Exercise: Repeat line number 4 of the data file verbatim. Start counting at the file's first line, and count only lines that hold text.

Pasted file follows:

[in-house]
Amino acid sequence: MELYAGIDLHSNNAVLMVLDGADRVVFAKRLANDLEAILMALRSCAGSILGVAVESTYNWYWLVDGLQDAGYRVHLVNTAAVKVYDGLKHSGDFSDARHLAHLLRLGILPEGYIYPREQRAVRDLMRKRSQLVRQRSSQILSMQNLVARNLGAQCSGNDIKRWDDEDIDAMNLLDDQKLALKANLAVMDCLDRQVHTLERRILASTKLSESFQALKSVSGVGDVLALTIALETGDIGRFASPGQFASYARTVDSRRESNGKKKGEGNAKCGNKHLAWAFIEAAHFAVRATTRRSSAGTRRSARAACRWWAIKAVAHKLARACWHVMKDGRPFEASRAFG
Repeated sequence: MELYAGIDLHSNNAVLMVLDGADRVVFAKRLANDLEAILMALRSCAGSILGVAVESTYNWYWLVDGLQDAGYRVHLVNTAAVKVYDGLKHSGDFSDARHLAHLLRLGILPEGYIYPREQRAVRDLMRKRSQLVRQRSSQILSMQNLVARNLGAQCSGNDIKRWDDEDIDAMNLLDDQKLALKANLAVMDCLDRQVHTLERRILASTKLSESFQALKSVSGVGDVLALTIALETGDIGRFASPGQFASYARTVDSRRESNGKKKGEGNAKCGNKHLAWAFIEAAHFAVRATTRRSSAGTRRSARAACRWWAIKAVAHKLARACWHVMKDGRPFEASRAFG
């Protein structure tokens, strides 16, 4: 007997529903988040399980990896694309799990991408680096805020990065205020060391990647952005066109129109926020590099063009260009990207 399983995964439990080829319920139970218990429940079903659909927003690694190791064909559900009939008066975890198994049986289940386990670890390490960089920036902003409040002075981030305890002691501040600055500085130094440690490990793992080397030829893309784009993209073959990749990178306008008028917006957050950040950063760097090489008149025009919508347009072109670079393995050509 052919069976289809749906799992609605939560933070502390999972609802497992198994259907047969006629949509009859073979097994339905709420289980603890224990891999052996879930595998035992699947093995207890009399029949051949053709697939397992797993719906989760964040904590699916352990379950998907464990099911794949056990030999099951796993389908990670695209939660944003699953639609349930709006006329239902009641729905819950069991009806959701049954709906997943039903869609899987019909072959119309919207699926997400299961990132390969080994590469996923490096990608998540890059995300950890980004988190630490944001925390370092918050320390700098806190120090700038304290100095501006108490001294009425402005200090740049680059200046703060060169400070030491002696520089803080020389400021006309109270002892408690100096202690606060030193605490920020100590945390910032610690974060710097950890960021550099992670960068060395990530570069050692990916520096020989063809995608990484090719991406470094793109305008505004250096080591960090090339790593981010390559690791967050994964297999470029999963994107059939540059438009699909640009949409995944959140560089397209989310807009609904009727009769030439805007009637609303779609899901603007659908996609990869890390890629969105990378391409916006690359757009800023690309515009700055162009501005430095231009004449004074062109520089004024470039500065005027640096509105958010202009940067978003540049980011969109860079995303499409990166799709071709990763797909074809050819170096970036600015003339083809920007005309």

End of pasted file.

């Protein structure tokens, strides 16, 4: 007997529903988040399980990896694309799990991408680096805020990065205020060391990647952005066109129109926020590099063009260009990207 399983995964439990080829319920139970218990429940079903659909927003690694190791064909559900009939008066975890198994049986289940386990670890390490960089920036902003409040002075981030305890002691501040600055500085130094440690490990793992080397030829893309784009993209073959990749990178306008008028917006957050950040950063760097090489008149025009919508347009072109670079393995050509 052919069976289809749906799992609605939560933070502390999972609802497992198994259907047969006629949509009859073979097994339905709420289980603890224990891999052996879930595998035992699947093995207890009399029949051949053709697939397992797993719906989760964040904590699916352990379950998907464990099911794949056990030999099951796993389908990670695209939660944003699953639609349930709006006329239902009641729905819950069991009806959701049954709906997943039903869609899987019909072959119309919207699926997400299961990132390969080994590469996923490096990608998540890059995300950890980004988190630490944001925390370092918050320390700098806190120090700038304290100095501006108490001294009425402005200090740049680059200046703060060169400070030491002696520089803080020389400021006309109270002892408690100096202690606060030193605490920020100590945390910032610690974060710097950890960021550099992670960068060395990530570069050692990916520096020989063809995608990484090719991406470094793109305008505004250096080591960090090339790593981010390559690791967050994964297999470029999963994107059939540059438009699909640009949409995944959140560089397209989310807009609904009727009769030439805007009637609303779609899901603007659908996609990869890390890629969105990378391409916006690359757009800023690309515009700055162009501005430095231009004449004074062109520089004024470039500065005027640096509105958010202009940067978003540049980011969109860079995303499409990166799709071709990763797909074809050819170096970036600015003339083809920007005309």